However, there was a perfectly good reason why the letters should not, and could not have been destroyed: Mother Teresa's correspondence has been kept with us because the Church has need of them.
In her humility, Mother Teresa
probably could not have envisioned that she might one day be publicly declared a saint-the highest honor that the Church on earth can bestow to one of its own. In a very real way, of course, all who enter heaven are saints. For the Church to publicly declare a person to be a saint is its way of recognizing the holy life that they lived, and declaring that it (the Catholic Church) believes beyond doubt that this person is in Heaven with God. For non-Catholics-think of it as the Holiness Hall of Fame, people the Church believed lived a Christian life worth emulating.
People began to demand almost immediately upon Mother Teresa's death that the Church issue a declaration of her sanctity. Because the popular appeal for this was so great, the late Pope John Paul II
ordered that the process be expedited. That simply meant that the process of publicly placing someone on the Church's official role of saints was trimmed from possibly taking decades or even centuries to just taking a few years. Just because John Paul did this (Benedict XVI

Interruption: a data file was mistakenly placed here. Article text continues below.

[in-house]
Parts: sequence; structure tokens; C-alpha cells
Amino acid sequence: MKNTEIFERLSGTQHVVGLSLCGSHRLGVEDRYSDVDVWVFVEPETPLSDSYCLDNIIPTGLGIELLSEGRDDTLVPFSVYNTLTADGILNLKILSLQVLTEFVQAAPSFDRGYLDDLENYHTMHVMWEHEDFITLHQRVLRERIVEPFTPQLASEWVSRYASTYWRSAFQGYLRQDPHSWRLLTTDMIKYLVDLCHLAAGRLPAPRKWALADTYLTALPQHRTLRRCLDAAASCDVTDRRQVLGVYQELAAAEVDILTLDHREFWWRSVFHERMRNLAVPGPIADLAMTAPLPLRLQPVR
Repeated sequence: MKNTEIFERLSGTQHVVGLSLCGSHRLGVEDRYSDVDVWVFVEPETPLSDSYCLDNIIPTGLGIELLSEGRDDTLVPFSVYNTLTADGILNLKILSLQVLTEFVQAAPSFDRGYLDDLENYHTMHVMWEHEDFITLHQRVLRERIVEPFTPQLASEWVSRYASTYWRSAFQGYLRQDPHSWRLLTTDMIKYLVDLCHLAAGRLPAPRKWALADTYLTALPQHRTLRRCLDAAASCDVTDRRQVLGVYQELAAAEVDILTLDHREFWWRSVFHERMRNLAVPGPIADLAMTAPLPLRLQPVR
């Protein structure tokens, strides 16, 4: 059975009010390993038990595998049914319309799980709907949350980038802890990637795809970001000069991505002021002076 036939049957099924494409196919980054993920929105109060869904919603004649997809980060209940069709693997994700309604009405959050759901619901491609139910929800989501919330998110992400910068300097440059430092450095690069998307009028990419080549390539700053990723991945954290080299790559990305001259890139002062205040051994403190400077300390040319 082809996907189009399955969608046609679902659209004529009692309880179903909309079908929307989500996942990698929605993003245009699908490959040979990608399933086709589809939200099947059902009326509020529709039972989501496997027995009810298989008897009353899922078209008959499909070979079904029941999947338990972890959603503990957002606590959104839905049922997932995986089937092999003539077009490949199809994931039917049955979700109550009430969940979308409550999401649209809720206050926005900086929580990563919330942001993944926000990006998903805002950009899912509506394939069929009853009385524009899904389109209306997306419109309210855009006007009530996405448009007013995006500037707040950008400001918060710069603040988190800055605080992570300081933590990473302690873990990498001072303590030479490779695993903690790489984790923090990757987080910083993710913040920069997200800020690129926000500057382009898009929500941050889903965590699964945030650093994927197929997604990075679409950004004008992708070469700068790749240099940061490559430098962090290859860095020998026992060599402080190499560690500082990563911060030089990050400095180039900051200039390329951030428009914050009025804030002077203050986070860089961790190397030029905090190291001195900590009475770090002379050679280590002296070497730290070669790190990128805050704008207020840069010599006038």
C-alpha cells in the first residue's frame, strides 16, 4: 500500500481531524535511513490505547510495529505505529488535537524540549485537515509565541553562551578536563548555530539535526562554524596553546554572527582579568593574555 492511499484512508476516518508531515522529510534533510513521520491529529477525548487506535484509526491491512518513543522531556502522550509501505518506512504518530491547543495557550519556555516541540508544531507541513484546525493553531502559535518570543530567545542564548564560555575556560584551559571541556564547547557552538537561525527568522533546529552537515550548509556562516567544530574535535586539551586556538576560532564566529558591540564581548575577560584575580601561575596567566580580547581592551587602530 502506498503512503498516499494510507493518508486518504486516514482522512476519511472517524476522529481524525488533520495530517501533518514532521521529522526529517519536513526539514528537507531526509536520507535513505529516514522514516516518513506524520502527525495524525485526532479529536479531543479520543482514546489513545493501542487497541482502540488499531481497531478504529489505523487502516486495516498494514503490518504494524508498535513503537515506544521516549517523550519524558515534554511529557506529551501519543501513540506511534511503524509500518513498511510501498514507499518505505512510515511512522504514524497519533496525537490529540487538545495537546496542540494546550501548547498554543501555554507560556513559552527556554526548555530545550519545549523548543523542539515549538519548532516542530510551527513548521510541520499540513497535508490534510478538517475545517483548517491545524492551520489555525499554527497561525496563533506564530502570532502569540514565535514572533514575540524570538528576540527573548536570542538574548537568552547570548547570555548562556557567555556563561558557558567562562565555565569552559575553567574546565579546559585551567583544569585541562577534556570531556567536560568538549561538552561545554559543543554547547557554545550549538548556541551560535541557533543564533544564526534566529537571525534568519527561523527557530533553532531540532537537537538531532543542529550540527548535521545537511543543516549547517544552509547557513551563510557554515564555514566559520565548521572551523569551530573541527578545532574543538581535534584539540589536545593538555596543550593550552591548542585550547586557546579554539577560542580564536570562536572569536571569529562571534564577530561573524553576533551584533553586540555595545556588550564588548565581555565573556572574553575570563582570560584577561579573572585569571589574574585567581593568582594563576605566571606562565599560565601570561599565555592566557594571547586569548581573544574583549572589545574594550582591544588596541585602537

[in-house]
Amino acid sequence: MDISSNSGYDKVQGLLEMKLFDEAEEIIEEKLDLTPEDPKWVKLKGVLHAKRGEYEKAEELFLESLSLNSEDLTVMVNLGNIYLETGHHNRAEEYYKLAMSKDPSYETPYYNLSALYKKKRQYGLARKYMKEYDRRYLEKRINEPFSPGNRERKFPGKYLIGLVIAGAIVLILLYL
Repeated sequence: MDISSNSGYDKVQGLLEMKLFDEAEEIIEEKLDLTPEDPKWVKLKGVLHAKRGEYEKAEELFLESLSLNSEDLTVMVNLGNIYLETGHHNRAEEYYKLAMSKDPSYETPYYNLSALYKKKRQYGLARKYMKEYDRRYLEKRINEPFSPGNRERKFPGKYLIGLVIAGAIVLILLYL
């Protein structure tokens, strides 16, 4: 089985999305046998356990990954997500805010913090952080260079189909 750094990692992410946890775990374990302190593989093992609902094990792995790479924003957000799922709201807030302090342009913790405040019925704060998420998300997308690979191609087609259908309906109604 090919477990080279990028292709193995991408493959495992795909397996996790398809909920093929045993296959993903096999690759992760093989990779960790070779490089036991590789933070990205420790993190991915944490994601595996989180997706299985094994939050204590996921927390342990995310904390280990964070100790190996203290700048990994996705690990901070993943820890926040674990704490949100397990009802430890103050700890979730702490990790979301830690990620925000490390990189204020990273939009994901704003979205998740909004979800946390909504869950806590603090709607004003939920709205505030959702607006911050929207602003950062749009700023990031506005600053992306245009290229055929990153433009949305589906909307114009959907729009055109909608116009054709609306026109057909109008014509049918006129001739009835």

has done the same thing for John Paul's cause for sainthood), doesn't mean that the rules don't apply to Mother Teresa. One of the rules is that the Congregation for the Causes of Saints
does a full investigation into the relevant person's life, hence the Vatican needed those letters preserved. Mother Teresa's fellow religious sisters doubtless knew that a cause for Mother's sainthood was going to come up in a hurry, so they did the right thing by the Church and by Mother (who would have wanted the Church to be obeyed) in preserving the letters. The letters are needed as long as Mother Teresa's cause for sainthood in the Catholic Church remains open.
The publication of the letters is another matter, however. This is something that the Congregation for the Causes of Saints would likely not have promoted. The Vatican is notoriously tight-lipped about the inquiries of that body precisely so that the privacy of candidates for sainthood can be preserved and their wishes respected as much as possible within Canon Law. Rev. Kolodiejchuk would have done better to leave the investigation of the letters up to the relevant bodies of Church authority and leave all decisions as to their future after the investigation is complete to the Missionaries of Charity as a whole, and to the Vatican. Publishing them now certainly violated the spirit of what Mother Teresa would have wanted.
Labels: Faith, Holy Mother Church
Yesterday's surprising day in the world of college football, including Appalachian State's shocking upset of Michigan.
The Sports Pack-September 2, 2007
Labels: Radio show, Sports